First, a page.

A modulator domain controlling thermal stability in the Group II chaperonins of Archaea.

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TitleA modulator domain controlling thermal stability in the Group II chaperonins of Archaea.
Publication TypeJournal Article
Year of Publication2011
AuthorsLuo, H, Robb, FT
JournalArch Biochem Biophys
Volume512
Issue1
Pagination111-8
Date Published2011 Aug 01
ISSN1096-0384
KeywordsAdenosine Triphosphate, Amino Acid Motifs, Amino Acid Sequence, Enzyme Stability, Group II Chaperonins, Methanosarcinaceae, Molecular Sequence Data, Mutation, Protein Multimerization, Protein Structure, Tertiary, Pyrococcus furiosus, Temperature
Abstract

Archaeal Group II chaperonins (Cpns) are strongly conserved, considering that their growth temperatures range from 23 to 122°C. The C-terminal 15-25 residues are hypervariable, and highly charged in thermophilic species. Our hypothesis is that the C-terminal is a key determinant of stabilization of the Cpn complex. The C-terminus of the Cpn from the hyperthermophile Pyrococcus furiosus was mutated to test this hypothesis. C-terminal deletions and replacement of charged residues resulted in destabilization. The stability of ATPase activity declined in proportion to the reduction in charged residues with Ala or Gly. An EK-rich motif ((528)EKEKEKEGEK5(37)) proved to be a key domain for stabilization at or near 100°C. Mutations "tuned" the Cpn for optimal protein folding at lower optimal temperatures, and Glu substitution was more potent than Lys replacement. Pf Cpn stability was enhanced by Ca(2+), especially in the mutant Cpn lacking C-terminal Lys residues. This suggests that Glu-Glu interactions between C termini might be mediated by Ca(2+). The C-terminal of a Cpn from the psychrophilic archaeon Methanococcoides burtonii was replaced by a domain from the hyperthermophile, resulting in increased thermostability and thermoactivity. We conclude that localized evolutionary variation in the C-terminus modulates the temperature range of archaeal Cpns.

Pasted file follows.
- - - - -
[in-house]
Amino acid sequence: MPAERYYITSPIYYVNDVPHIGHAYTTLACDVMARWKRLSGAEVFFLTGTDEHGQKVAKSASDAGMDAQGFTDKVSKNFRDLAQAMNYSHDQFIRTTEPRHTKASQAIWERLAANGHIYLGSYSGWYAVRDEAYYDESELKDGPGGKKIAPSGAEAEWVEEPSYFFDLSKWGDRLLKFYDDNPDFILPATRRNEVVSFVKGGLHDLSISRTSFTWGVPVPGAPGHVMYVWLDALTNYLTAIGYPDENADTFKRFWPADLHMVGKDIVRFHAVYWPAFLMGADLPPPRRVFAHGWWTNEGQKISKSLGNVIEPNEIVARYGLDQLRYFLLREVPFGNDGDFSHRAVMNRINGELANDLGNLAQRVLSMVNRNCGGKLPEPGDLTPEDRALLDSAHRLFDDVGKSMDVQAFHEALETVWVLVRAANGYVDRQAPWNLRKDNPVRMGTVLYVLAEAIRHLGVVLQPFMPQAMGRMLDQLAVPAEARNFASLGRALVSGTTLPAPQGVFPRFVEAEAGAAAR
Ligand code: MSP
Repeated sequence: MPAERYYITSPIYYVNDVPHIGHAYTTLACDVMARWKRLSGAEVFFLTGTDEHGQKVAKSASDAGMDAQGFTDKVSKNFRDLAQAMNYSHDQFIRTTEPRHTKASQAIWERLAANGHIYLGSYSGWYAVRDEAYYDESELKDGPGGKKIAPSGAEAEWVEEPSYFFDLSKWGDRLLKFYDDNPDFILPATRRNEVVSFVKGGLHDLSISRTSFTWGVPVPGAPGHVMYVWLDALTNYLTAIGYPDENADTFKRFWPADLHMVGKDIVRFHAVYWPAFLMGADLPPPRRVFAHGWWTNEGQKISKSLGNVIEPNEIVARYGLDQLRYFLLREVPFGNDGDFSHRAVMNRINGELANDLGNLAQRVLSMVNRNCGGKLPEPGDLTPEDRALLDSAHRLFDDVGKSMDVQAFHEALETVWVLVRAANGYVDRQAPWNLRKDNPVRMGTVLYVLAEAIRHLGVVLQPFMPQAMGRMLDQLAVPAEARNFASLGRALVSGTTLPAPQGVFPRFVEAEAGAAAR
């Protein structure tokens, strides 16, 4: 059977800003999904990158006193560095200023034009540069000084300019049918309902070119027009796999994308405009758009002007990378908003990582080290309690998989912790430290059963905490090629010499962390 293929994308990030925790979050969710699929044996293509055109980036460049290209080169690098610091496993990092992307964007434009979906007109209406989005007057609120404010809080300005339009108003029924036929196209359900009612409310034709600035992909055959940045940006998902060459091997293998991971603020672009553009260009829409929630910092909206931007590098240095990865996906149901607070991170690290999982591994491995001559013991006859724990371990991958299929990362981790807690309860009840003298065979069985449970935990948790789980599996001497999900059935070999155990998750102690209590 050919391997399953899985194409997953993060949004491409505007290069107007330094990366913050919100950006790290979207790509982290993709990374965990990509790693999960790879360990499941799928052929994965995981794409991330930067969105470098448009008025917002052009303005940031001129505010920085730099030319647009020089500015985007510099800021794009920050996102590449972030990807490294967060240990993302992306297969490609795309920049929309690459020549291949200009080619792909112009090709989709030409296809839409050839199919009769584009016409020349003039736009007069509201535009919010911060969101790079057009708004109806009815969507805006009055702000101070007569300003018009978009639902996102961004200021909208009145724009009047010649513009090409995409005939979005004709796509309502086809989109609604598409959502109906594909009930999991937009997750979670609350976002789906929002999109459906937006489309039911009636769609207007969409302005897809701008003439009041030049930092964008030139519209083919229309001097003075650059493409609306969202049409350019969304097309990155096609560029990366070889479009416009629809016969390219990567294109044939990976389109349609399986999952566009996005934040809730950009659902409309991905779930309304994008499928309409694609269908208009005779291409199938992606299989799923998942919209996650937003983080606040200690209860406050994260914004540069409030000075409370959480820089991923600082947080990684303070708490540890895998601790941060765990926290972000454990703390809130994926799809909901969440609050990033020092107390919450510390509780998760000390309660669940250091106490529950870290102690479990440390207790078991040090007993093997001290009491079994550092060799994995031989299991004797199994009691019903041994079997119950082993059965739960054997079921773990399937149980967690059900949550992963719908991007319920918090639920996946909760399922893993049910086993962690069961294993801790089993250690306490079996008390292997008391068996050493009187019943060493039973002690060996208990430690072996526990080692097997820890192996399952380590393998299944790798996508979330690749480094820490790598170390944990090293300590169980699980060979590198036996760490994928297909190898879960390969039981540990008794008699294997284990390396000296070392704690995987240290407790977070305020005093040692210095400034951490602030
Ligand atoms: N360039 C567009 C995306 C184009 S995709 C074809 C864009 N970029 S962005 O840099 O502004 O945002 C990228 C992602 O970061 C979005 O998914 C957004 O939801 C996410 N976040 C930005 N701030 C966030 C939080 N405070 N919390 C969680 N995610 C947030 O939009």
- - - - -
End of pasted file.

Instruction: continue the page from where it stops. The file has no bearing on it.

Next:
DOI10.1016/j.abb.2011.04.017
Alternate JournalArch. Biochem. Biophys.
PubMed ID21600187